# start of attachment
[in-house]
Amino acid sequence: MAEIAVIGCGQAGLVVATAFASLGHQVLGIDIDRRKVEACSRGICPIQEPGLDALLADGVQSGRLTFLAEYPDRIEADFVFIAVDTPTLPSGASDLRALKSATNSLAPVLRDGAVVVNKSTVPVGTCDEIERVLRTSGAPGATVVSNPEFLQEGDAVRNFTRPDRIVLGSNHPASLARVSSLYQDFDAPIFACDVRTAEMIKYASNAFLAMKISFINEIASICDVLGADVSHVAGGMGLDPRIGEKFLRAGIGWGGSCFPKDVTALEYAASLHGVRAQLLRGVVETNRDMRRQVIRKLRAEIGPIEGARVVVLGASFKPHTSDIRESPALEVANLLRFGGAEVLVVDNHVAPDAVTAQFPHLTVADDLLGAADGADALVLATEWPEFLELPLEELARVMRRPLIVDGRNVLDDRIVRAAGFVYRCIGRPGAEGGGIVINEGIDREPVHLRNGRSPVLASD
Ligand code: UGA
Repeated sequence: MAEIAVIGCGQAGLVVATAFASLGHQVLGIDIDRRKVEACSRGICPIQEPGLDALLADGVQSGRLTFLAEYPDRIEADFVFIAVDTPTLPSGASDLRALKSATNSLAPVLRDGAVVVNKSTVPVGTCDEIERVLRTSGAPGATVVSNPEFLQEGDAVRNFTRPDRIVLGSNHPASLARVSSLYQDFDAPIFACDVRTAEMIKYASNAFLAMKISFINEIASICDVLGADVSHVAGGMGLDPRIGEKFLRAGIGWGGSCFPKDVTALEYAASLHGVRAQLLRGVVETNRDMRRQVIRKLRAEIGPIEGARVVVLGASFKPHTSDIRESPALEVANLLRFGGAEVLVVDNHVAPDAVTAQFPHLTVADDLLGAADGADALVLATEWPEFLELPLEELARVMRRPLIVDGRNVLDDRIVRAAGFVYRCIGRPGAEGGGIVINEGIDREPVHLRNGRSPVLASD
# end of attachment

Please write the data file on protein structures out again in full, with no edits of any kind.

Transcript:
[in-house]
Amino acid sequence: MAEIAVIGCGQAGLVVATAFASLGHQVLGIDIDRRKVEACSRGICPIQEPGLDALLADGVQSGRLTFLAEYPDRIEADFVFIAVDTPTLPSGASDLRALKSATNSLAPVLRDGAVVVNKSTVPVGTCDEIERVLRTSGAPGATVVSNPEFLQEGDAVRNFTRPDRIVLGSNHPASLARVSSLYQDFDAPIFACDVRTAEMIKYASNAFLAMKISFINEIASICDVLGADVSHVAGGMGLDPRIGEKFLRAGIGWGGSCFPKDVTALEYAASLHGVRAQLLRGVVETNRDMRRQVIRKLRAEIGPIEGARVVVLGASFKPHTSDIRESPALEVANLLRFGGAEVLVVDNHVAPDAVTAQFPHLTVADDLLGAADGADALVLATEWPEFLELPLEELARVMRRPLIVDGRNVLDDRIVRAAGFVYRCIGRPGAEGGGIVINEGIDREPVHLRNGRSPVLASD
Ligand code: UGA
Repeated sequence: MAEIAVIGCGQAGLVVATAFASLGHQVLGIDIDRRKVEACSRGICPIQEPGLDALLADGVQSGRLTFLAEYPDRIEADFVFIAVDTPTLPSGASDLRALKSATNSLAPVLRDGAVVVNKSTVPVGTCDEIERVLRTSGAPGATVVSNPEFLQEGDAVRNFTRPDRIVLGSNHPASLARVSSLYQDFDAPIFACDVRTAEMIKYASNAFLAMKISFINEIASICDVLGADVSHVAGGMGLDPRIGEKFLRAGIGWGGSCFPKDVTALEYAASLHGVRAQLLRGVVETNRDMRRQVIRKLRAEIGPIEGARVVVLGASFKPHTSDIRESPALEVANLLRFGGAEVLVVDNHVAPDAVTAQFPHLTVADDLLGAADGADALVLATEWPEFLELPLEELARVMRRPLIVDGRNVLDDRIVRAAGFVYRCIGRPGAEGGGIVINEGIDREPVHLRNGRSPVLASD